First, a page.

There are great answers already here, but perhaps the most important consideration is making sure no one gets cut short when the trading is over.
Consider a 12-bar blues. It wouldn't really work for the soloists to trade off every 8 bars, because whoever goes second in soloing would only be halfway through his/her turn when the 12-bar form ended. (In particular, the first soloist would take bars 1-8, and the second soloist would take bars 9-12 followed by bars 1-4.) Spilling over like that can undermine the listener's sense of the form itself. Our ears generally expect to hear the soloist change at the very top/beginning of the form. If that doesn't happen, it feels uneasy, and we might get the feeling that we don't actually know where the top of the form is.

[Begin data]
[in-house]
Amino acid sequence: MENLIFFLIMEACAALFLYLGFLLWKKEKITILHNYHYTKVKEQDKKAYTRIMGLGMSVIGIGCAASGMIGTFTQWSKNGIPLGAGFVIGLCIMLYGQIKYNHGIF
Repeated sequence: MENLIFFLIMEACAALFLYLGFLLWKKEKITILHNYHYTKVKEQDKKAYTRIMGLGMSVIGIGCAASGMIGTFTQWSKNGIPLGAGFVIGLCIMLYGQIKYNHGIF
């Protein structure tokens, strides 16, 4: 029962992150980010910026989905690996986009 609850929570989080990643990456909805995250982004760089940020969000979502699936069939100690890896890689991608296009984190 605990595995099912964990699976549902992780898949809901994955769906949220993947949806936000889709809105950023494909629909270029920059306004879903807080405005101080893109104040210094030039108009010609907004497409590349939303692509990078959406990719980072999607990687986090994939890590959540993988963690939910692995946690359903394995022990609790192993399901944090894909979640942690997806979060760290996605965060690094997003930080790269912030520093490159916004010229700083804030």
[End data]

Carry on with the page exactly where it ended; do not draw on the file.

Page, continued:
Jazz songs very frequently use 12-bar forms, 16-bar forms, or 32-bar forms. Letting the soloists trade off every 4 bars is great because all of those forms are evenly divisible by 4. Thus no soloist's turn will be interrupted by the end of the form. Trading 2 bars at a time is also common, and this frequently comes near the end of the trading, after having spent some time trading 4 bars. Trading 8 bars is also pretty common, although only if the entire song has an integer multiple of 8 bars.